With Canada’s growing influx of international students in recent years, employers must be careful not to implement hiring practices that may be considered to be discriminatory on the grounds of citizenship. A recent decision by the Human Rights Tribunal of Ontario (HRTO) provides a cautionary tale.
In Haseeb v Imperial Oil Limited (2018 HRTO 957), the Applicant, Mr. Haseeb was an international student in mechanical engineering at McGill University. He anticipated that upon graduation he would become eligible for a post-graduate work permit, which would allow him to work in Canada full-time for a fixed term of three years. He further expected to attain permanent residency status within those three years. As such, he applied for an entry-level Project Engineer position at Imperial Oil.
Imperial Oil had a hiring policy that required job applicants to confirm that they were able to work in Canada on a “permanent basis”. This requirement was included in the company’s job postings, online application forms, and in various interview questions. The effect of such a requirement was that only Canadian citizens or permanent residents would be considered eligible candidates.
Mr. Haseeb had learned about this requirement from other students and, during his recruitment process with Imperial Oil, provided positive responses to Imperial Oil recruiters when asked whether he was able to work on a permanent basis in Canada. These responses were, in fact, untrue.
As the top candidate, Mr. Haseeb ultimately received an offer of employment from Imperial Oil, conditional on his ability to provide, by a certain date, proof of his eligibility “to work in Canada on a permanent basis”. Mr. Haseeb was unable to provide the required proof by the deadline and Imperial Oil rescinded the job offer about a month later.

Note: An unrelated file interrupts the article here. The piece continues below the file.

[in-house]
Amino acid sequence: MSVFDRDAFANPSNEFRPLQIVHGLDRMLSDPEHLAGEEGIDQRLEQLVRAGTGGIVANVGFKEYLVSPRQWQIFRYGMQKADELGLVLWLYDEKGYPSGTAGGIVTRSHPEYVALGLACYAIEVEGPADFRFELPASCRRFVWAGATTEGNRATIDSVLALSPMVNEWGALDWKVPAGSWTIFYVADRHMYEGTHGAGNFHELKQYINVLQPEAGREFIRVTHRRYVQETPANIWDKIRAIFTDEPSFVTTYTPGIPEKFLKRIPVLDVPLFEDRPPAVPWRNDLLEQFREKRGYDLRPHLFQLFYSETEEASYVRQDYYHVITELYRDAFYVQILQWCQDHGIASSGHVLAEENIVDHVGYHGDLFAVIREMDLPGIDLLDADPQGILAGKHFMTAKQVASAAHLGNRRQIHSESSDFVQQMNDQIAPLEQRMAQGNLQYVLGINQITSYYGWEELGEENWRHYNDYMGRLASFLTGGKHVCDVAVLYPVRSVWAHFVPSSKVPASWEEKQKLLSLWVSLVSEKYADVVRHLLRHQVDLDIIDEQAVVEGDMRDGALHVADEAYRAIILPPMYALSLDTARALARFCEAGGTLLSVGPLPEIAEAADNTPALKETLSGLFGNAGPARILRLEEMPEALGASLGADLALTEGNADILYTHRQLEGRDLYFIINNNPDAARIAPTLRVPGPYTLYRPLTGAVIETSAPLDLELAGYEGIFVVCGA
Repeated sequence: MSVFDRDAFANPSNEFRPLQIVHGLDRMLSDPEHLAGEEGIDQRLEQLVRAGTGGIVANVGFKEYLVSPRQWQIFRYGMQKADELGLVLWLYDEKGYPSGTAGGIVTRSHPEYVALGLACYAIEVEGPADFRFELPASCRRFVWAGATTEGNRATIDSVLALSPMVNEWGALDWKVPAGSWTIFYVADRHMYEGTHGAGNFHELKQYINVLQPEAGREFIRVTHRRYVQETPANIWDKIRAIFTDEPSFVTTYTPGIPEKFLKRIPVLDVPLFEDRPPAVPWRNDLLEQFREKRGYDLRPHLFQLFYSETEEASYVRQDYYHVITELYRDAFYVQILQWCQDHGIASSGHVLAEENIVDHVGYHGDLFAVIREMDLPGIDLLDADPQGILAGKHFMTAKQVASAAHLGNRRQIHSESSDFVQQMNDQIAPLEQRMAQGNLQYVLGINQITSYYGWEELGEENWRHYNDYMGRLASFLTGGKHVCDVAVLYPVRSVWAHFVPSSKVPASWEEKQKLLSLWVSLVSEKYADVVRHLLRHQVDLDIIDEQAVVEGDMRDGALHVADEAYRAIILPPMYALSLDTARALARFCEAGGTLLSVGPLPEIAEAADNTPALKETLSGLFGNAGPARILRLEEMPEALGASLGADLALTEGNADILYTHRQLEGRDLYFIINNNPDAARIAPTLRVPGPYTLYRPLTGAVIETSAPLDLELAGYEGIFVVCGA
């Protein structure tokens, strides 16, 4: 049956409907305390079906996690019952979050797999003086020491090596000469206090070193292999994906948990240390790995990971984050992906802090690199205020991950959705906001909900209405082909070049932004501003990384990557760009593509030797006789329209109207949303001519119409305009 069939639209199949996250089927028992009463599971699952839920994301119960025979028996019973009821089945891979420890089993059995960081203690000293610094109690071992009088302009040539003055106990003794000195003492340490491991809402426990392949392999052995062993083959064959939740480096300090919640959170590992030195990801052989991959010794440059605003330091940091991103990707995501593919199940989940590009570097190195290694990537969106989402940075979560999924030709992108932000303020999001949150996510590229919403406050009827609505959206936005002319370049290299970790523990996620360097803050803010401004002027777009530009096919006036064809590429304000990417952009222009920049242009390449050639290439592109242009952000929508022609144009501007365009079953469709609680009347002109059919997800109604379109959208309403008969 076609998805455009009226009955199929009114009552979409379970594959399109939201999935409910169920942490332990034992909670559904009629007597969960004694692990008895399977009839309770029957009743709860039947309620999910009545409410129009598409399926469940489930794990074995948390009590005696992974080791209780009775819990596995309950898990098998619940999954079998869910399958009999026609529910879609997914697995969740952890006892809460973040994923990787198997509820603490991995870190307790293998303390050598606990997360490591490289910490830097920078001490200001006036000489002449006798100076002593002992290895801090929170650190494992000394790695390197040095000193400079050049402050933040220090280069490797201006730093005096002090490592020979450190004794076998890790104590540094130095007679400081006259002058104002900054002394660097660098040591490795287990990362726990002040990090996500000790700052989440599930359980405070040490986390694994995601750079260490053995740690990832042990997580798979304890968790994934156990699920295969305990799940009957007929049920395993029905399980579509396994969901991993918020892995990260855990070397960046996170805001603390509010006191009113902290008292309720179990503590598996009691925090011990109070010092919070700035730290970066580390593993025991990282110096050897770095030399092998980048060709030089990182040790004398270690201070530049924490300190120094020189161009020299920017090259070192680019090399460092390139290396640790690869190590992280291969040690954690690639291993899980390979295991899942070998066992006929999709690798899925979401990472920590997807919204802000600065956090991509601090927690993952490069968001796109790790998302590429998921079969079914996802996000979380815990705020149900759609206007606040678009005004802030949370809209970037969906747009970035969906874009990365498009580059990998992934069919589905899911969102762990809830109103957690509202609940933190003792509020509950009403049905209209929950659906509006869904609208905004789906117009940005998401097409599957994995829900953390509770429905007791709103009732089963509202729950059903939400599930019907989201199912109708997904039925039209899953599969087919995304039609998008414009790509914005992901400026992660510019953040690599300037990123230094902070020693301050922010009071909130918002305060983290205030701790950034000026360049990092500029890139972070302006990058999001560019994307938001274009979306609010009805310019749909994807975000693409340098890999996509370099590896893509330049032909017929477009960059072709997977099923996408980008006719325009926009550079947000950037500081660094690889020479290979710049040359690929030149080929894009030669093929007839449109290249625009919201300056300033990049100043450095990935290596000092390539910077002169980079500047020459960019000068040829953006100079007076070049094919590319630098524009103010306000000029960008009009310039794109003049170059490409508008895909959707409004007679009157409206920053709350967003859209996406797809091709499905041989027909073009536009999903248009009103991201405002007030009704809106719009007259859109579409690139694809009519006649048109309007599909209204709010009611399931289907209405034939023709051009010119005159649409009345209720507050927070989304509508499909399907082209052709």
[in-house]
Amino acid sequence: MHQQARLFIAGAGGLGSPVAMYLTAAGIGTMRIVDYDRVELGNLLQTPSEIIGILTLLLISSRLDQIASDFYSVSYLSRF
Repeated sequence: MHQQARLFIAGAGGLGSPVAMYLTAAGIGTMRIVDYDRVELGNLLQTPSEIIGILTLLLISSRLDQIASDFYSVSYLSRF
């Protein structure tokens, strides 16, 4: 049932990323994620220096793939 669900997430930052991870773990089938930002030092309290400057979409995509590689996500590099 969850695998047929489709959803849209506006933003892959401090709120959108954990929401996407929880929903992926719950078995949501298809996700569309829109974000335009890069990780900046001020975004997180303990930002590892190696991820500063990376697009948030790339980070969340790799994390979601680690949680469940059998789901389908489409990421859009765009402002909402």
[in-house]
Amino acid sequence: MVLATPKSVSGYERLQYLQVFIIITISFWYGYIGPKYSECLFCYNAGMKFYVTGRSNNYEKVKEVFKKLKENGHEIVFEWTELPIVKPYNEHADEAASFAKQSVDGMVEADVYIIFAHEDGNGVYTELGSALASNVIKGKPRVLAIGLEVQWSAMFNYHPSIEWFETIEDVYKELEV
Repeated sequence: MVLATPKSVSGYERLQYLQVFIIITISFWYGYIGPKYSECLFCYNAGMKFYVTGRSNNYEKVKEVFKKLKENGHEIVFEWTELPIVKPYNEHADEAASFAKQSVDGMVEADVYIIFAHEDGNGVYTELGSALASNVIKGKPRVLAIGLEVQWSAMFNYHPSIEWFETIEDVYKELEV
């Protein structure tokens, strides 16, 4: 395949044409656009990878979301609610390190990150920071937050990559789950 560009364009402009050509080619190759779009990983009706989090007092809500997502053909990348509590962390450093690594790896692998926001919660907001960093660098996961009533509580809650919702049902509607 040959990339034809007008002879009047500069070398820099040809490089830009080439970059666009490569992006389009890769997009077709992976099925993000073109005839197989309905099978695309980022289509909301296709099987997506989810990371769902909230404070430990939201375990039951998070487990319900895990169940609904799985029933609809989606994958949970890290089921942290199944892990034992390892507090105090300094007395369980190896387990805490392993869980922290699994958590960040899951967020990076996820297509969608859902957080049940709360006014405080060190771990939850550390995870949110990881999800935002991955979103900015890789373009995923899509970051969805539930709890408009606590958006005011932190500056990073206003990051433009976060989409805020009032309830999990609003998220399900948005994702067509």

HRTO Application & Arguments
Mr. Haseeb brought an application against Imperial Oil under section 34 of the Human Rights Code for discrimination on the basis of place of origin, citizenship, and ethnic origin. At the hearing, counsel for Mr. Haseeb narrowed the grounds of discrimination to citizenship only. Mr. Haseeb also argued that Imperial Oil breached sections 13(1), 23(1), and 23(2) of the Human Rights Code. Section 13 prohibits the publication or display of an intent to discriminate. Section 23 prohibits the inclusion of discriminatory qualifications in an invitation to apply for or advertisement for employment.
Imperial Oil took the position that it rescinded the offer to Mr. Haseeb due to his misrepresentation of his permanent residency status throughout the hiring process. The company also defended this hiring practice as a matter of succession planning and, alternatively, as a bona fide occupational requirement ("BFOR").
The HRTO held that Imperial Oil’s “permanent status” requirement—whereby it differentiated between candidates on the basis of citizenship—was discriminatory and a direct breach of the Code. The policy was not saved by section 16 of the Code, as Imperial Oil was not adhering to a requirement authorized or imposed by law.
Further, the Tribunal found that the BFOR defence was not available to Imperial Oil, as the hiring policy was a direct breach of the Code. In the alternative, the permanent status requirement was not an “occupational requirement” as it was not linked to the performance of essential tasks related to the position in question. In the further alternative, assuming the permanent status requirement was an “occupational requirement”, it was not bona fide and necessary as it could be waived for non-entry level positions. In any event, the Tribunal was not persuaded that accommodating Mr. Haseeb would have caused the company undue hardship.
Interestingly, the Tribunal also found that Mr. Haseeb’s dishonesty throughout the hiring process was irrelevant to a finding of a breach of the Code. According to the Tribunal, Mr. Haseeb’s ruse was “inextricably linked” to the company’s hiring policy, as it was made in response to inquiries in breach of the Code about his residency status.